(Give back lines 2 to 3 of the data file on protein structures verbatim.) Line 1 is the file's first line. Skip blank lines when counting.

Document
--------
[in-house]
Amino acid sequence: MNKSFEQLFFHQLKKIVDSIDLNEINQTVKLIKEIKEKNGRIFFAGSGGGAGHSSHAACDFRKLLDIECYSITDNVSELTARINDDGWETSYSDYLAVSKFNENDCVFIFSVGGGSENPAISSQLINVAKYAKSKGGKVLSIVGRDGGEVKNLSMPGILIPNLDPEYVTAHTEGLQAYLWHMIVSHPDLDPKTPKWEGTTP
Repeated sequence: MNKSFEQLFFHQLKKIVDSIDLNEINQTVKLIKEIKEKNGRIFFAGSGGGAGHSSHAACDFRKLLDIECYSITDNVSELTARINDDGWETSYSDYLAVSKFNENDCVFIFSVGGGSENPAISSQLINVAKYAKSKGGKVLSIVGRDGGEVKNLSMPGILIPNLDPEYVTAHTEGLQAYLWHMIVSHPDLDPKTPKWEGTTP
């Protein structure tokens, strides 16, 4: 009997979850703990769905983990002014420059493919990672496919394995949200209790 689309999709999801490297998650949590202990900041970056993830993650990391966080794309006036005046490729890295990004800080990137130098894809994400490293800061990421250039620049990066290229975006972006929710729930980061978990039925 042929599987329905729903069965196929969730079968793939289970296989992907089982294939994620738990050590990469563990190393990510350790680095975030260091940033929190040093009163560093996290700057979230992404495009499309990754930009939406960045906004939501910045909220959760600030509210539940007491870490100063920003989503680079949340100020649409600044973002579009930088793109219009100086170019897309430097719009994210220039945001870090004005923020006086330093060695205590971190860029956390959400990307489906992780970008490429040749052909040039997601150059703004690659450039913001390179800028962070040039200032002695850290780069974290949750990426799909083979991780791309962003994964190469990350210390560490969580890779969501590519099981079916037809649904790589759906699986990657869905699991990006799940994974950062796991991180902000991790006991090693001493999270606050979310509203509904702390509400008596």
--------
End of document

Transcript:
Amino acid sequence: MNKSFEQLFFHQLKKIVDSIDLNEINQTVKLIKEIKEKNGRIFFAGSGGGAGHSSHAACDFRKLLDIECYSITDNVSELTARINDDGWETSYSDYLAVSKFNENDCVFIFSVGGGSENPAISSQLINVAKYAKSKGGKVLSIVGRDGGEVKNLSMPGILIPNLDPEYVTAHTEGLQAYLWHMIVSHPDLDPKTPKWEGTTP
Repeated sequence: MNKSFEQLFFHQLKKIVDSIDLNEINQTVKLIKEIKEKNGRIFFAGSGGGAGHSSHAACDFRKLLDIECYSITDNVSELTARINDDGWETSYSDYLAVSKFNENDCVFIFSVGGGSENPAISSQLINVAKYAKSKGGKVLSIVGRDGGEVKNLSMPGILIPNLDPEYVTAHTEGLQAYLWHMIVSHPDLDPKTPKWEGTTP